I hope he is not being hypocritical in saying that we have to stand up for our farmers and develop programs and policies that work only to turn around and introduce taxes that would be regressive and would drive farmers out of profitability and into a situation where they absolutely could not make a living in rural areas. I want him to talk about that.

Resumption of debate on Address in ReplySpeech from the Throne

5:45 p.m.

Liberal

Lawrence MacAulay Liberal Cardigan, PE

Mr. Speaker, if the member for Selkirk—Interlake really evaluated the green shift, he would find out that there were many programs for the agricultural sector in it. He knows that very well. He knows that a number of things will have to be implemented if we are going to live on this planet.

What I was trying to explain to my hon. colleague and others is that there are problems right now with dollars and cents for farmers who are in desperate financial situations. Now is the time for the Government of Canada to come forward and make sure that these good producers are able to stay in business.

My hon. colleague said that there are fishermen in his riding. I say with all honesty and earnestness that he should please look at what is going on. I would ask him to please talk to his colleagues about what they are proposing. Please do not let them take away the programs that are necessary for the fishery to survive.

Resumption of debate on Address in ReplySpeech from the Throne

5:45 p.m.

Conservative

The Acting Speaker Conservative Barry Devolin

Hon. members know that this is my first time in the chair. I am going to have to memorize all the riding names. The first one I have memorized is Mississauga South.

Resumption of debate on Address in ReplySpeech from the Throne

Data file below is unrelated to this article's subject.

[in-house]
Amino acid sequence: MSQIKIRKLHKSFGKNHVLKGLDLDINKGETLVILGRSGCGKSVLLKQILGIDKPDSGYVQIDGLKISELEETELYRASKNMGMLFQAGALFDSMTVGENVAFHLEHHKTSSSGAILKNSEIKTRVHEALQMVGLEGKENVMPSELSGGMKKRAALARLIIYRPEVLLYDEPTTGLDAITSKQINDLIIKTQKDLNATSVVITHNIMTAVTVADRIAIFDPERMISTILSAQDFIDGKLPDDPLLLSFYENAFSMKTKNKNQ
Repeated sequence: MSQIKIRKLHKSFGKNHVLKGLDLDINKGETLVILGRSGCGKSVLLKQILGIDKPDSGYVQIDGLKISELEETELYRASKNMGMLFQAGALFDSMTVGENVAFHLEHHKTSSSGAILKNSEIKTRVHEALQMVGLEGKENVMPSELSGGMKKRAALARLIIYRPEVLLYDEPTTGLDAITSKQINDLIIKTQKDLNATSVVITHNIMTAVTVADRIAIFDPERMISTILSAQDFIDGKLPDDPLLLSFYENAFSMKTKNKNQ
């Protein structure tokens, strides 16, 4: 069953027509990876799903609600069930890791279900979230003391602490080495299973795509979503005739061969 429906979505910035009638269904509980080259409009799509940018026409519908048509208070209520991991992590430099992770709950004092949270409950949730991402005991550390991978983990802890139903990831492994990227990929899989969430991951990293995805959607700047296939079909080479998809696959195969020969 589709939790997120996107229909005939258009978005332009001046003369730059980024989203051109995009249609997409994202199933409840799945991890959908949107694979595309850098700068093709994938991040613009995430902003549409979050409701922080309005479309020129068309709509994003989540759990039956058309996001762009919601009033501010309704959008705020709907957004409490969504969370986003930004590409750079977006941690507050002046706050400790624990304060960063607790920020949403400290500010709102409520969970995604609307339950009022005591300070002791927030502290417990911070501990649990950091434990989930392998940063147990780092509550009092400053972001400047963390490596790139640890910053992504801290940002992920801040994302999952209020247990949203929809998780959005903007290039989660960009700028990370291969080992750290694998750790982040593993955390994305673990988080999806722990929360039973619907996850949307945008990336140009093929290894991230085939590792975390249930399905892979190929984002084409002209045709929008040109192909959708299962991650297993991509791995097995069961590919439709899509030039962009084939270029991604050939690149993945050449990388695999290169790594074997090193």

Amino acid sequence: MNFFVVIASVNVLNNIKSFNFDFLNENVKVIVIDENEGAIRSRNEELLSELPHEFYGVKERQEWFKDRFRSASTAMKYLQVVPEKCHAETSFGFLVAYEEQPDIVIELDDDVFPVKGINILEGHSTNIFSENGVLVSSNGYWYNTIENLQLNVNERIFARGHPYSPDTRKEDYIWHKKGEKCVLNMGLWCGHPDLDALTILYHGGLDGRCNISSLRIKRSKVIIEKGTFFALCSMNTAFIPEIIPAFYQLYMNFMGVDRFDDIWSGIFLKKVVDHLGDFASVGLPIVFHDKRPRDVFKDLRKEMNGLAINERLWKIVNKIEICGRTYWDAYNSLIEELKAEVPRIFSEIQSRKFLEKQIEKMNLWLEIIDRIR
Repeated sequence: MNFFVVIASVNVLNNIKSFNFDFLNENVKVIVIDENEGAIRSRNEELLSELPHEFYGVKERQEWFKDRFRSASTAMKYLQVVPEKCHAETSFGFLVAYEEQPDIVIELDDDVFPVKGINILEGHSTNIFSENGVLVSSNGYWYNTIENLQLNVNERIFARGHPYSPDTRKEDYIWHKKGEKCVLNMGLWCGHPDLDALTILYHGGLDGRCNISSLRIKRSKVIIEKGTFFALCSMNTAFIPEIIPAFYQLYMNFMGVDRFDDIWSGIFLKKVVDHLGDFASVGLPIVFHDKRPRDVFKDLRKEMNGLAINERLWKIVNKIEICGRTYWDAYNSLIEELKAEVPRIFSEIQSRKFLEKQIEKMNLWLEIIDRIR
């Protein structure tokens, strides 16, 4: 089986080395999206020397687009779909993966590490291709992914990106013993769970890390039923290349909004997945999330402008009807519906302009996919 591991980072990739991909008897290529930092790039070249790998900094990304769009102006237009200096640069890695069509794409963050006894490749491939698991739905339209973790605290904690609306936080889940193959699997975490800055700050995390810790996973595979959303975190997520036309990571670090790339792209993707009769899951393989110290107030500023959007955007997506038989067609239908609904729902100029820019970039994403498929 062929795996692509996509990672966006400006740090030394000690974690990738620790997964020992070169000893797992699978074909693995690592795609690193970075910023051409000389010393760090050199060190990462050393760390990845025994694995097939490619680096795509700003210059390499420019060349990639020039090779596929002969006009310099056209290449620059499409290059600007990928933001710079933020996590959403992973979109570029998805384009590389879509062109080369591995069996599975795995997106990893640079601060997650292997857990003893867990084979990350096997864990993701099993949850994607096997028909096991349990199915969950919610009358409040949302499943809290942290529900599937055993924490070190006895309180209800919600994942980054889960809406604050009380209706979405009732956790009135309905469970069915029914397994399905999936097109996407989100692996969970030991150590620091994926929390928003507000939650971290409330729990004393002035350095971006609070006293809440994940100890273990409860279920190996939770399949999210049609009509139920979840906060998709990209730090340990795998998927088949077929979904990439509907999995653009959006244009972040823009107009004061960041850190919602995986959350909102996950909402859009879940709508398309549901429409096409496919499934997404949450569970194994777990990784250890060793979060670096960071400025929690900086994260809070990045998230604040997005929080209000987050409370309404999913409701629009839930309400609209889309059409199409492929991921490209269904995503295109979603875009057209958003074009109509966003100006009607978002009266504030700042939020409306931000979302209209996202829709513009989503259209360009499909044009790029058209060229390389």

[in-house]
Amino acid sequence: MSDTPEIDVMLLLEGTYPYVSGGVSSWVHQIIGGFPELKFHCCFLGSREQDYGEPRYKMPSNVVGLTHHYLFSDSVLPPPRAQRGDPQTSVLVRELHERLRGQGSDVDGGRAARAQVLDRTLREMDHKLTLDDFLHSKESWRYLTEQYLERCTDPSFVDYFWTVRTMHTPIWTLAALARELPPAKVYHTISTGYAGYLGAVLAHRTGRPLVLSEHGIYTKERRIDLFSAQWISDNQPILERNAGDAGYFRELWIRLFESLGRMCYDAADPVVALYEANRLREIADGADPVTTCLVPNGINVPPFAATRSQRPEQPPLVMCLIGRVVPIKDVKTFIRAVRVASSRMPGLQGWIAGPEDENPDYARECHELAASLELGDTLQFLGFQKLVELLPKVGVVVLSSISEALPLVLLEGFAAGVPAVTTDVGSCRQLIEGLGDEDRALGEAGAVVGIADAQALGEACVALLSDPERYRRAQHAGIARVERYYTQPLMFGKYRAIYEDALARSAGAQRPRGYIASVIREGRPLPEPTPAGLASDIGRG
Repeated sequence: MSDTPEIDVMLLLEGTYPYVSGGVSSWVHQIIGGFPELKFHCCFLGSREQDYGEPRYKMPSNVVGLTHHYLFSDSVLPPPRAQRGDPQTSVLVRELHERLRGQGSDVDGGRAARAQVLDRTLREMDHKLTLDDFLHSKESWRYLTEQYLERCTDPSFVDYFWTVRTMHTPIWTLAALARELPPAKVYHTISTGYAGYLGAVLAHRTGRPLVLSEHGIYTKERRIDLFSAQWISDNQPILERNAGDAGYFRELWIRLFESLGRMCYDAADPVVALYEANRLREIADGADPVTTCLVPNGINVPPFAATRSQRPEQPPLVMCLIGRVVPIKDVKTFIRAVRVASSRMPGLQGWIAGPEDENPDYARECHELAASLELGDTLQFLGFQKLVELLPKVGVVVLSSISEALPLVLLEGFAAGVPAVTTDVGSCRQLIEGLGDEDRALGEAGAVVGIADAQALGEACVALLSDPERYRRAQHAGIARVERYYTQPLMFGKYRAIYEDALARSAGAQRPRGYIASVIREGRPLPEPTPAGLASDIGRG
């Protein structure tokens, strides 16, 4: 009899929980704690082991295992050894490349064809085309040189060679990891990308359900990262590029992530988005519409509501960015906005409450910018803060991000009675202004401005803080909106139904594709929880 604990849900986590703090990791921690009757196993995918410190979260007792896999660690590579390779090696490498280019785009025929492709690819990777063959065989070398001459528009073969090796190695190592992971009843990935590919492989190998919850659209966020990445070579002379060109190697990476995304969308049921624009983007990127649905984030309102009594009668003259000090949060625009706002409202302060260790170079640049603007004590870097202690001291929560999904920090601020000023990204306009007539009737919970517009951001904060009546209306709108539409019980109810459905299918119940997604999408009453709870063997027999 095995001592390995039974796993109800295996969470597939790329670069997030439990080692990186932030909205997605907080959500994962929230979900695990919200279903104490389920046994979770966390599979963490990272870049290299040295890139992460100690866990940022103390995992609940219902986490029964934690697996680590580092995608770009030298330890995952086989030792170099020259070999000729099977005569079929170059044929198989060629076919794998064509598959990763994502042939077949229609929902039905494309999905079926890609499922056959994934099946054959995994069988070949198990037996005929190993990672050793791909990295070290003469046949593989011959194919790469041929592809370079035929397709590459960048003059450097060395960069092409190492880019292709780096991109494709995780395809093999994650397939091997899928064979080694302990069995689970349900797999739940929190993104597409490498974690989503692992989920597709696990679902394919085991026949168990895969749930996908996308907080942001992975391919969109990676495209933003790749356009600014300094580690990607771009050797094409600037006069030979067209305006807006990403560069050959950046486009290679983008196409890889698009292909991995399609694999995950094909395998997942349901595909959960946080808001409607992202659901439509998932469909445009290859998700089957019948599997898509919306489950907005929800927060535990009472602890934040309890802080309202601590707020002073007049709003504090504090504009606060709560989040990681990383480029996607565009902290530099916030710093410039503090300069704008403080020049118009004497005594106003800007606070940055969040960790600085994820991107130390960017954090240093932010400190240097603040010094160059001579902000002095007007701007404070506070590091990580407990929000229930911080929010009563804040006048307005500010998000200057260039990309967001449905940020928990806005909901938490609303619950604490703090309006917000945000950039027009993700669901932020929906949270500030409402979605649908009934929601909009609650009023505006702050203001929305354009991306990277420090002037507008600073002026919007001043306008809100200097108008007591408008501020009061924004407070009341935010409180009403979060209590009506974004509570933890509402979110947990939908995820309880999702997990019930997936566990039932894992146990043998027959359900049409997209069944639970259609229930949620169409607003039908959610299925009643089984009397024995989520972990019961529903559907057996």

5:45 p.m.

Liberal

Paul Szabo Liberal Mississauga South, ON

Mr. Speaker, the hon. member indeed has been an hon. member for a number of years and has served his riding very well.

The throne speech includes a statement at the top of page 15 in which the government comments on respect for the institutions of Canada. In particular, I recall that in this place there was a confidence vote on Elections Canada and the Conservative Party voted non-confidence unanimously in Elections Canada because of the electoral problems.

I wonder if the member would care to comment on other examples where the government in fact has not shown support for the institutions of Canada.

Resumption of debate on Address in ReplySpeech from the Throne

5:45 p.m.

Liberal

Lawrence MacAulay Liberal Cardigan, PE

Mr. Speaker, I have a quick answer for my hon. colleague, the member for Mississauga South. Worldwide when there is a problem with democracy, whom do they consult? Elections Canada. Whom do they want to take care of the situation? Elections Canada. The Government of Canada is suing Elections Canada. It is a sad thing.

Resumption of debate on Address in ReplySpeech from the Throne

5:45 p.m.

Liberal

John McKay Liberal Scarborough—Guildwood, ON

Mr. Speaker, I want to take this opportunity to congratulate you on your re-election, not that I question the wisdom of the good people of Haliburton, but nevertheless, congratulations in any event.

I want to also thank the people of Scarborough—Guildwood for their kindness and generosity in re-electing me for the fifth time in 11 years. I too might question their wisdom. Nevertheless, it is indeed an honour and a privilege to serve in this place.

Unfortunately the Speech from the Throne is more of the same old, same old. Having mismanaged the nation's finances for the last two and half years, the Prime Minister is now begging for forgiveness.

We have gone from a position of 10 years of Liberal surpluses and in two and a half short years the Conservative government has now managed to achieve a deficit. The warnings and the advice of the Liberal Party of Canada fell on deaf ears and we are now facing an exaggerated form of economic turmoil in a greatly weakened position because of the actions of the government. Ten years of Liberal prudence has been thrown out in two years by the Conservatives. In fact, the Parliamentary Budget Officer is correct in saying that we are staring down the barrel of many deficits to come.